Among the issues brought up by the Constitution Committee were Foreign Minister Carl Bildt’s share options in investment company Vostok Nafta, which has significant interests in Russian energy company Gazprom.
He was also quizzed by the committee’s Social Democratic chairwoman Berit Andnor about whether he checked ministers’ backgrounds before appointing them. Andnor was referring particularly to the fact that two ministers were forced to resign just days after they were appointed last October.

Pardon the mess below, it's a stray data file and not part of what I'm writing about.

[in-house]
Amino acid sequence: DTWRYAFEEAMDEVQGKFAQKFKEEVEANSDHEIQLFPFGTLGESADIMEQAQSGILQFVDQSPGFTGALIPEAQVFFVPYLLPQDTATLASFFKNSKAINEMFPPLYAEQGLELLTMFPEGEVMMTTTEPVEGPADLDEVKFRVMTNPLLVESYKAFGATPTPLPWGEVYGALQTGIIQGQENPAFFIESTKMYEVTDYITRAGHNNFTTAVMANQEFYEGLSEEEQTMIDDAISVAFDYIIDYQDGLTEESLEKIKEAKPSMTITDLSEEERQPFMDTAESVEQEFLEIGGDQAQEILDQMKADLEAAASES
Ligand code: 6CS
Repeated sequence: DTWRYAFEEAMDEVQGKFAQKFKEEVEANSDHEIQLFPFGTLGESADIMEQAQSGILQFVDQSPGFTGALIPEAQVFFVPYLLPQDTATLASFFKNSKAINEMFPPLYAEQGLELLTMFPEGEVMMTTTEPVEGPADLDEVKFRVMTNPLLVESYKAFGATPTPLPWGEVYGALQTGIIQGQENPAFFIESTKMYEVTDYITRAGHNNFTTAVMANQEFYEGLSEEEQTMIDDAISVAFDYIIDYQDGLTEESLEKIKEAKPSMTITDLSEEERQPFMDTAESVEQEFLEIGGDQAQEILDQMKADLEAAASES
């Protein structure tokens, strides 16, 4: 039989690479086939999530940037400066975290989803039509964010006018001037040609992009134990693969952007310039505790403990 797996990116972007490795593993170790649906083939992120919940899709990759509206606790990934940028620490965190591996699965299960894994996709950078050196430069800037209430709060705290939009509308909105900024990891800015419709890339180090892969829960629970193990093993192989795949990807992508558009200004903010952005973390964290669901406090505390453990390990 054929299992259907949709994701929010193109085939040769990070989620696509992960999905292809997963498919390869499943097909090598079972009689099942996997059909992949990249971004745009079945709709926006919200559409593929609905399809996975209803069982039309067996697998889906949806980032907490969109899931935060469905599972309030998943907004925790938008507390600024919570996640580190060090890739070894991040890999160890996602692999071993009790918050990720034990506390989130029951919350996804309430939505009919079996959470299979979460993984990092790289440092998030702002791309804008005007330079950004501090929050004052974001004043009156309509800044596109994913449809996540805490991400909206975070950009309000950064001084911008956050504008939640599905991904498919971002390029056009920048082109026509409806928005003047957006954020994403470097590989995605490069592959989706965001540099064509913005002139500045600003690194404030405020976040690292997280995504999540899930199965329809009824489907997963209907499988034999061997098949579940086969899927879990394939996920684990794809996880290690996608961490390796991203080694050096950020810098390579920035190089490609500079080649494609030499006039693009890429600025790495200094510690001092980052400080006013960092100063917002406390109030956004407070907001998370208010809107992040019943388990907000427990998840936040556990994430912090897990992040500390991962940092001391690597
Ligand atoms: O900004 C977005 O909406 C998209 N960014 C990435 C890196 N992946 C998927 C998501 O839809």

Reinfeldt said he did not have a checklist.
“It’s about confidence and mutual trust,” he said.
Pressed by Andnor about whether he checked to see whether ministers had used untaxed labour, had poor credit ratings or had financial interests that could affect their impartiality, Reinfeldt insisted that “my starting point has not been to run through the entire penal code.”
Certain minor transgressions can be overlooked, the prime minister said.
“There is a limit, but I don’t accept that nothing should be accepted,” he said, arguing that such an attitude would be tantamount to insisting that politicians were a different sort of person.